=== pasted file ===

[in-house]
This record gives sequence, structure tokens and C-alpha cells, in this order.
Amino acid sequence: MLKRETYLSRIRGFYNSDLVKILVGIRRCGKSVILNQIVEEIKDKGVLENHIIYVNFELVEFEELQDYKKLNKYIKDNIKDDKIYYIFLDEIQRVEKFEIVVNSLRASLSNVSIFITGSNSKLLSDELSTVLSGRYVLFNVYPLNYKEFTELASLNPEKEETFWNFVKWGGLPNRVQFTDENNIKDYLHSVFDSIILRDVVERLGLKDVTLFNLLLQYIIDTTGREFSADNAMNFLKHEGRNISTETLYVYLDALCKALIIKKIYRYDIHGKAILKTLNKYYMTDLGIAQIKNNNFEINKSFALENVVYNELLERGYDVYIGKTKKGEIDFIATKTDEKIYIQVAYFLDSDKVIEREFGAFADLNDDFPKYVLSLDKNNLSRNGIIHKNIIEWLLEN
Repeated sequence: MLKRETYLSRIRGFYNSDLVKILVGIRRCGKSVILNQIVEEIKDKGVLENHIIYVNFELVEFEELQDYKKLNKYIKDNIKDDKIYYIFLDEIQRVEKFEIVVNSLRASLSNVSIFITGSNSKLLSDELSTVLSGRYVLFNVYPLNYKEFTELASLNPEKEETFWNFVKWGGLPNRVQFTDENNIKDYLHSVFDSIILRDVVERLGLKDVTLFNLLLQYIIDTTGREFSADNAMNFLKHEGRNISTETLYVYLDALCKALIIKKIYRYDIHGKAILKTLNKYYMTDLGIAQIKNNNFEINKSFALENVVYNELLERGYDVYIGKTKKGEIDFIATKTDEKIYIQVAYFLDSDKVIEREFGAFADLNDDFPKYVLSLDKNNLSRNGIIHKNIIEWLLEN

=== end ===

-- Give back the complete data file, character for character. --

[in-house]
This record gives sequence, structure tokens and C-alpha cells, in this order.
Amino acid sequence: MLKRETYLSRIRGFYNSDLVKILVGIRRCGKSVILNQIVEEIKDKGVLENHIIYVNFELVEFEELQDYKKLNKYIKDNIKDDKIYYIFLDEIQRVEKFEIVVNSLRASLSNVSIFITGSNSKLLSDELSTVLSGRYVLFNVYPLNYKEFTELASLNPEKEETFWNFVKWGGLPNRVQFTDENNIKDYLHSVFDSIILRDVVERLGLKDVTLFNLLLQYIIDTTGREFSADNAMNFLKHEGRNISTETLYVYLDALCKALIIKKIYRYDIHGKAILKTLNKYYMTDLGIAQIKNNNFEINKSFALENVVYNELLERGYDVYIGKTKKGEIDFIATKTDEKIYIQVAYFLDSDKVIEREFGAFADLNDDFPKYVLSLDKNNLSRNGIIHKNIIEWLLEN
Repeated sequence: MLKRETYLSRIRGFYNSDLVKILVGIRRCGKSVILNQIVEEIKDKGVLENHIIYVNFELVEFEELQDYKKLNKYIKDNIKDDKIYYIFLDEIQRVEKFEIVVNSLRASLSNVSIFITGSNSKLLSDELSTVLSGRYVLFNVYPLNYKEFTELASLNPEKEETFWNFVKWGGLPNRVQFTDENNIKDYLHSVFDSIILRDVVERLGLKDVTLFNLLLQYIIDTTGREFSADNAMNFLKHEGRNISTETLYVYLDALCKALIIKKIYRYDIHGKAILKTLNKYYMTDLGIAQIKNNNFEINKSFALENVVYNELLERGYDVYIGKTKKGEIDFIATKTDEKIYIQVAYFLDSDKVIEREFGAFADLNDDFPKYVLSLDKNNLSRNGIIHKNIIEWLLEN